A vasectomy procedure is a form of male birth control that involves the surgical sealing or severance of the vas deferens. It is the most effective method of contraception. A vasectomy is a permanent form of birth control that prevents the release of sperm during ejaculation. The vas deferens tube from each testicle is clamped or sealed. Since there is no release of sperm, there is no risk of the egg being fertilized by sexual intercourse.
The testicles continue to produce sperm, but the sperm get reabsorbed by the body. Hence, vasectomy is different from castration that prevents the production of sperm. Although there is ejaculation of a certain amount of fluid, the fluid doesn't contain any sperm. A vasectomy is effective after several months of the procedure since it takes that much time for the remaining sperm to be ejaculated or reabsorbed by the body. During this period, it's advisable to use another form of birth control to prevent conception.
Pros of Vasectomy
Vasectomy is more effective than other forms of birth control such as condoms, birth control pills or sterilization of women by tubal ligation. The effectiveness is rated at 99.85 percent and there is no need to use other forms of birth control to prevent unplanned and unwanted pregnancies.
Vasectomy is a simple procedure that can be performed as an out-patient surgery under local anesthesia. This minor procedure takes less than 30 minutes to complete and the sterilized man can resume normal life within a couple of days. It's a safe procedure with no risk of fatality. It also has no long term side effects and there's no risk to the man's health.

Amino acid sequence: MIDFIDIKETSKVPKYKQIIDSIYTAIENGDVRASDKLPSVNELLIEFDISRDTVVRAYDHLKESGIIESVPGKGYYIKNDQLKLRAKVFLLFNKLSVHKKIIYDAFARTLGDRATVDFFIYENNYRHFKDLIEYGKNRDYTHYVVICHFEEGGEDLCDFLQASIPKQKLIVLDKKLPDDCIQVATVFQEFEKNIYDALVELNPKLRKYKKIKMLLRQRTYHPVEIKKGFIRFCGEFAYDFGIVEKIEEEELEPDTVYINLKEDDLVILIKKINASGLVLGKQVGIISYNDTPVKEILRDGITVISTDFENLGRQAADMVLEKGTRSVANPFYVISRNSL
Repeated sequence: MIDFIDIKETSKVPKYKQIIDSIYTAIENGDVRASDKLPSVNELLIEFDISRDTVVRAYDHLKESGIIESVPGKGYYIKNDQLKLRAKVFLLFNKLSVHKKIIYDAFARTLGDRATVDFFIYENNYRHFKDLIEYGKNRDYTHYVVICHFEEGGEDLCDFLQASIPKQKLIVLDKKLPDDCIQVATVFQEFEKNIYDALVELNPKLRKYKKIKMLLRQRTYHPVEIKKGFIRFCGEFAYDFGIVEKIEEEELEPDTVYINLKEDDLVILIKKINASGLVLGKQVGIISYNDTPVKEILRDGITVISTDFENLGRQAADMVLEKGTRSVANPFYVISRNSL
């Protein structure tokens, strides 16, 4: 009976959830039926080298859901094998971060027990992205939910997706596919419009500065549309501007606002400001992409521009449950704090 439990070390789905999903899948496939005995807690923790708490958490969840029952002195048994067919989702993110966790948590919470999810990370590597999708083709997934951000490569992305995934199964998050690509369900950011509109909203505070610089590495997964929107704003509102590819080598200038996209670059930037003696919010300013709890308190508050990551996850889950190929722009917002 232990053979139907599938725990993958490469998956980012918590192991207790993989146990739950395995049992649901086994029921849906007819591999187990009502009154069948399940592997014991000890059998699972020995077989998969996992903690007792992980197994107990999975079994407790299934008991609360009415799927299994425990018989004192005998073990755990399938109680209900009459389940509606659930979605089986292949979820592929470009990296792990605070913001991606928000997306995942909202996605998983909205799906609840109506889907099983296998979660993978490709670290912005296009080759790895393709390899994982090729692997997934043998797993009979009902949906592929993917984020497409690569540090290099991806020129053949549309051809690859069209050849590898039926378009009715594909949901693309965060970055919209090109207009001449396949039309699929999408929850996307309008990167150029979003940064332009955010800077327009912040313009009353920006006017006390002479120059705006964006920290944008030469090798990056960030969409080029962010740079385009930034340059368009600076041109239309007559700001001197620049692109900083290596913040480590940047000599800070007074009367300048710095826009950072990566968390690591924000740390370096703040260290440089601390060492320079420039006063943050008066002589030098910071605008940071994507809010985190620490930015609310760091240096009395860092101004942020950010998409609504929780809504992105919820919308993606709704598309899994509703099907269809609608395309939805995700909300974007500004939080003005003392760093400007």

Since vasectomy prevents the release of sperm from the penis but not the release to testosterone, there is no decrease in the libido or sex drive of the man. Also, this procedure can be reversed should the man wish to father more children in the future. A vasectomy is more easily reversible than female sterilization.
Cons of Vasectomy
Although the effectiveness of vasectomies is high, such procedures are not 100 percent effective and there is a slight chance of an unplanned pregnancy. Unlike condoms, this form of birth control can't protect both sexual partners against sexually transmitted diseases. A sterilized man should practice caution and not have unprotected sex with a new partner or with additional partners.
Vasectomy reversal can be very complicated and take hours to complete. As a result, it's expensive. Besides this, the reversal may not always be successful. Even after successful reversal of the procedure, pregnancy may take as long as a year to occur.
There might be pain, swelling and discomfort immediately after the procedure. Some men experience chronic pain in the testicles, immediately or several months after the procedure. Such pain can occur off and on for several years and cause health concerns.
It's best to confirm with your doctor after the procedure to see whether it was successful or not.